The Treasury notes that is not intending to transpose the requirements that do not need to be complied with by firms until after the end of the transition period, in particular the revisions to the MREL framework (the deadline for compliance with end-state MREL requirements is 1 January 2024). The Treasury notes that the UK has in place an MREL framework in line with the international TLAC standards. In considering the transposition of BRRD 2, the Government will build upon the UK’s current resolution regimes.
The consultation seeks views on areas where a policy choice remains in transposition and does not attempt to cover all aspects of transposition. HM Treasury is consulting upon:
- the introduction of the concepts of ‘resolution entities’ and ‘resolution groups’ which derive from the same terms used in the TLAC standard;
- the power for the Bank of England (BoE), as resolution authority, to prohibit certain distributions, where the entity fails to meet its combined buffer requirement, when considered in addition to its MREL requirements;
- the power for the BoE to suspend any contractual payment or delivery obligations after a firm is deemed failing or likely to fail, but before entry into resolution;
- restrictions on the selling of subordinated eligible liabilities to retail clients;
- amendments to the requirements on the contractual recognition of bail-in, to address circumstances in which it would be legally or otherwise impractical to include a contractual term; and
- a requirement for entities to include, in financial contracts governed by third country law, a term by which the parties recognise that the financial contract may be subject to the exercise of powers by the resolution authority to suspend or restrict obligations.
UK investment firms legislation
The FCA has published a discussion paper (PDF) on implementing a new prudential regime for UK MiFID investment firms (the IFPR), marking the first step in introducing a set of prudential rules for investment firms to reflect their business models and the risk of harm they pose to consumers and markets. The paper applies to current UK MiFID investment firms except for the eight large investment firms which are regulated by the PRA. The deadline for comments is 25 September 2020.
The FCA states that it 'supported the overall goals' of the EU IFD/IFR and proposes to introduce a UK regime that will achieve similar intended outcomes as the IFD/IFR while taking into consideration the specifics of the UK market. The discussion paper sets out the technical details of, and the FCA's initial views on, the EU IFD/IFR. The FCA confirms that it will not implement the IFD/IFR as the Government intends to legislate to introduce a new prudential regime for UK investment firms.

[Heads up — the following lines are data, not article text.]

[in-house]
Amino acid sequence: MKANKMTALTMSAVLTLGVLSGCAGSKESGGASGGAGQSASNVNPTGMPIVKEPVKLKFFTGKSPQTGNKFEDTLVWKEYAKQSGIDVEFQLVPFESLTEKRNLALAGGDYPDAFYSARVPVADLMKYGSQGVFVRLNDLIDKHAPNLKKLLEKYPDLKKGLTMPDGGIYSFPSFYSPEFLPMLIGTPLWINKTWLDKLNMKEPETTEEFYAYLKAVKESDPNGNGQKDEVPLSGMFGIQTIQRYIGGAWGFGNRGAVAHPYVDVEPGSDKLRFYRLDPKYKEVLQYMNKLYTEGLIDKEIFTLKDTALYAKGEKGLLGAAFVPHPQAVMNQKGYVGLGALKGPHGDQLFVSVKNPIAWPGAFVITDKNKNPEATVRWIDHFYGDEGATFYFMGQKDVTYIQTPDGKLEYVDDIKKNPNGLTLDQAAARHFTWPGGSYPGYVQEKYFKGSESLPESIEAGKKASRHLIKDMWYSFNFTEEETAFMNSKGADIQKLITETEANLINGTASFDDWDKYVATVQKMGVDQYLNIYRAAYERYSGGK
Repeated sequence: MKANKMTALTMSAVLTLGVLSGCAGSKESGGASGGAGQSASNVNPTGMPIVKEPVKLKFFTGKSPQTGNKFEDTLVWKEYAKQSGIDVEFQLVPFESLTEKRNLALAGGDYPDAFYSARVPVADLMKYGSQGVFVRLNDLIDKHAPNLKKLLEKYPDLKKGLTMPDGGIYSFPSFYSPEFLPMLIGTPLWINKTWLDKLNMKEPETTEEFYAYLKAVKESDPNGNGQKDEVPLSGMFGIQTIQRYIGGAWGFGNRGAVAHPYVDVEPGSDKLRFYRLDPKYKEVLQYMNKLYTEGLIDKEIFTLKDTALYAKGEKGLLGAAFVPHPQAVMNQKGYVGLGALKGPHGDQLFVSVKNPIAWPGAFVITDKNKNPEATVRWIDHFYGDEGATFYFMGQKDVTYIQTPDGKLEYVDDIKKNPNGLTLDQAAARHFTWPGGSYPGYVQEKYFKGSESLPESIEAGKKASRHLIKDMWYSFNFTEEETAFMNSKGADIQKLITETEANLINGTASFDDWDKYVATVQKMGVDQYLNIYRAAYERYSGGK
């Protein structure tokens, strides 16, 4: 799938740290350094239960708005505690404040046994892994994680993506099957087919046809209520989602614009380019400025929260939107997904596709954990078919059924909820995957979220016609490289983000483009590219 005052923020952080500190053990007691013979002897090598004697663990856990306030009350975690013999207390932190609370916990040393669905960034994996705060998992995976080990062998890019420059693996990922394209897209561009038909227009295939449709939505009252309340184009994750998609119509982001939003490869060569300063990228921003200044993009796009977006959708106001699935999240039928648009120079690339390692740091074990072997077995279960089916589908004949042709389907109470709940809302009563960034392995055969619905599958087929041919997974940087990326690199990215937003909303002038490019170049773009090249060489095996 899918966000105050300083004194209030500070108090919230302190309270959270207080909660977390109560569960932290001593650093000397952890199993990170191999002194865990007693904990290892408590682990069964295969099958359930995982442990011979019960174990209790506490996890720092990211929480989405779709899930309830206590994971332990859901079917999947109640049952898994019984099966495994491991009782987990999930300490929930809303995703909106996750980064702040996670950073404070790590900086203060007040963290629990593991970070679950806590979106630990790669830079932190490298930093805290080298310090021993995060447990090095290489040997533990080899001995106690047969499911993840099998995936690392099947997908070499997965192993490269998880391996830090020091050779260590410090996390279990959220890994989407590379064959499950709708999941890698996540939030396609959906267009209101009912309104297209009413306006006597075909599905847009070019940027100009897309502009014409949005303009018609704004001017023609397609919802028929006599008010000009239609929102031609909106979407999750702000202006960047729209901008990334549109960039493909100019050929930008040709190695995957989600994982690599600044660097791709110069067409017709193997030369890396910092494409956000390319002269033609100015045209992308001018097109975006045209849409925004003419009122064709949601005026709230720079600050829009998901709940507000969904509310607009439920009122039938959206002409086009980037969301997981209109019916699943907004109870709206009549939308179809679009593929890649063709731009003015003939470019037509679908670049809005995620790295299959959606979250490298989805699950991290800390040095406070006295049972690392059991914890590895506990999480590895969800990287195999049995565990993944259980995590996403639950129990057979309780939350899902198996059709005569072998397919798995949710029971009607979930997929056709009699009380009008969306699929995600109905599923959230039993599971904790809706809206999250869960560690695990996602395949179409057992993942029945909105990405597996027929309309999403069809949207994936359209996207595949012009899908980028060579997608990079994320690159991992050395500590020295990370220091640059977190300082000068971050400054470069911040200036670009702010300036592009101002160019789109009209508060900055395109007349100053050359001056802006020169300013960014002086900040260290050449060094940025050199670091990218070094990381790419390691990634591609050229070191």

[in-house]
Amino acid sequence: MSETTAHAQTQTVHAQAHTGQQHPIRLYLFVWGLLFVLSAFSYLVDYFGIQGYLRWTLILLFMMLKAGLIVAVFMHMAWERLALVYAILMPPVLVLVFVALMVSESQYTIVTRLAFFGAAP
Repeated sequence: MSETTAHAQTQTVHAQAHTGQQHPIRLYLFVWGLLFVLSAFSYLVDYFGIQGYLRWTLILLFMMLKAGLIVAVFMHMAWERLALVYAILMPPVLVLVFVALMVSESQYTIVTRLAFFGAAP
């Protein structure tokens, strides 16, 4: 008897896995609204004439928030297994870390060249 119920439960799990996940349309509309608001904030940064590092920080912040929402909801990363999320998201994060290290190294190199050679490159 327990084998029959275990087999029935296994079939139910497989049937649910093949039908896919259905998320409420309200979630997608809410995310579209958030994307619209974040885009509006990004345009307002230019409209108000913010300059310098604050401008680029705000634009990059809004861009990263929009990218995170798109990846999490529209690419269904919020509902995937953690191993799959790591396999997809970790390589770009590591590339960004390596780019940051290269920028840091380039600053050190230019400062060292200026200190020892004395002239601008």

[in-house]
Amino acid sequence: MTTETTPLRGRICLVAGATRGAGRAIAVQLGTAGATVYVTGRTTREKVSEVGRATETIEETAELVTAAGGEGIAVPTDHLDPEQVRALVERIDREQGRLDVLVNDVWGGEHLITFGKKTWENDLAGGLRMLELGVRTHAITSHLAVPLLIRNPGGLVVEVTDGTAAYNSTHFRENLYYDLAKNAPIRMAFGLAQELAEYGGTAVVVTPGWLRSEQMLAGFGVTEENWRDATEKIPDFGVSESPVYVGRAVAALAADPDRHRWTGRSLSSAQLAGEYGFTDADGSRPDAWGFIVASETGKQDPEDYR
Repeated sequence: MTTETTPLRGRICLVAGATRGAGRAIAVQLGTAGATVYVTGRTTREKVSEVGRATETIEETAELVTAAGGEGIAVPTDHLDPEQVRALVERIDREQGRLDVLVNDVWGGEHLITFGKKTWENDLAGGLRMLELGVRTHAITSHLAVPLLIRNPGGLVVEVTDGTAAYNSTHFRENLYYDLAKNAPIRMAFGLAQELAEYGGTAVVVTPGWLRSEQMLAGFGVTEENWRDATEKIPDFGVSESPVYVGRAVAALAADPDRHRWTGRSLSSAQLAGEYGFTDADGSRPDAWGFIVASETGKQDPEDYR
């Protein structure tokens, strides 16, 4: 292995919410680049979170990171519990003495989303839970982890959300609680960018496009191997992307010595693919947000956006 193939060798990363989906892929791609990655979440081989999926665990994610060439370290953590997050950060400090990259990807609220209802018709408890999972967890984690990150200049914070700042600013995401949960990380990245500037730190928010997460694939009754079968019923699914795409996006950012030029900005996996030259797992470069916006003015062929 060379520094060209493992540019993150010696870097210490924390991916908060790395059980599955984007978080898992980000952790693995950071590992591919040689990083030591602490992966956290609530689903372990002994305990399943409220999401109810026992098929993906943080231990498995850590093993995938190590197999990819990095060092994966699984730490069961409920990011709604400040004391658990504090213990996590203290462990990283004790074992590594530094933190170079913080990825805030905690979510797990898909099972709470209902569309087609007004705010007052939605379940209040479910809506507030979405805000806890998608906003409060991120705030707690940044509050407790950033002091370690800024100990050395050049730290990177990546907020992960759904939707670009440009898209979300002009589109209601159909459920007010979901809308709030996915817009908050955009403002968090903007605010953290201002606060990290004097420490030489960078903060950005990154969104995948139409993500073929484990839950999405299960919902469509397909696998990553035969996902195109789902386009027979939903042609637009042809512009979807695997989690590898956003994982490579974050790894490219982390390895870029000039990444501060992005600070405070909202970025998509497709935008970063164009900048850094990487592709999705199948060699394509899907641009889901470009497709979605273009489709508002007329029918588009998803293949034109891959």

Major changes described in the discussion paper include:
- an update to the initial capital required for authorisation;
- changes to the rules on the definition of capital;
- new own funds requirements, including the introduction of the K-factor approach;
- new rules on prudential consolidation, group risk and concentration risk;
- applying liquidity requirements to all investment firms;
- a new approach for investment firm’s internal risk and prudential assessments, and the supervision of those requirements
- new requirements on remuneration policies; and
- changes to reporting and disclosure requirements.
UK Benchmarks Regulation
The Chancellor published a written statement on proposed amendments to the UK on-shored version of the Benchmarks Regulation, which aim to give the FCA enhanced powers to manage and direct any wind-down period prior to eventual LIBOR cessation in a way that protects consumers and/or ensures market integrity.
The Government recognises that the interim timetable for transition has been slowed by COVID-19 but also that the market must continue transitioning actively away from LIBOR, thereby leaving behind only those contracts that genuinely have no (or inappropriate) alternatives and no realistic ability to be renegotiated or amended (tough legacy contracts).
The new powers proposed will be available where the FCA has found that a critical benchmark is not representative of the market it seeks to measure and representativeness will not be restored. These could help manage and direct an orderly wind-down of critical benchmarks such as LIBOR.
The Government intends (in the forthcoming FS Bill) to:
- amend the UK’s on-shored Benchmarks Regulation to ensure that it can be used to manage different scenarios prior to a critical benchmark’s eventual cessation and that the FCA powers are sufficient to manage an orderly transition from LIBOR;
- extend the circumstances in which the FCA may require an administrator to change the methodology of a critical benchmark and clarify the purpose for which the FCA may exercise this power;
- strengthen existing law to prohibit use of an individual critical benchmark where its representativeness will not be restored, whilst giving the regulator the ability to specify limited continued use in legacy contracts; and
- refine other areas of the UK’s regulatory framework for benchmarks to ensure its effectiveness in managing the orderly wind down of a critical benchmark, including that administrators have adequate plans in place for such situations.
The Government sets out that parties who rely on regulatory action, enabled by this legislation, will not have control over the economic terms of that action nor will regulatory action be able to address all issues or be practicable in all circumstances.
The FCA has welcomed the Government's statement and plans to publish statements of policy on its approach to potential use of these powers following further engagement with stakeholders in the UK and internationally.
The Government, the FCA and the BoE will continue to work closely to encourage market-led transition from LIBOR and to monitor progress.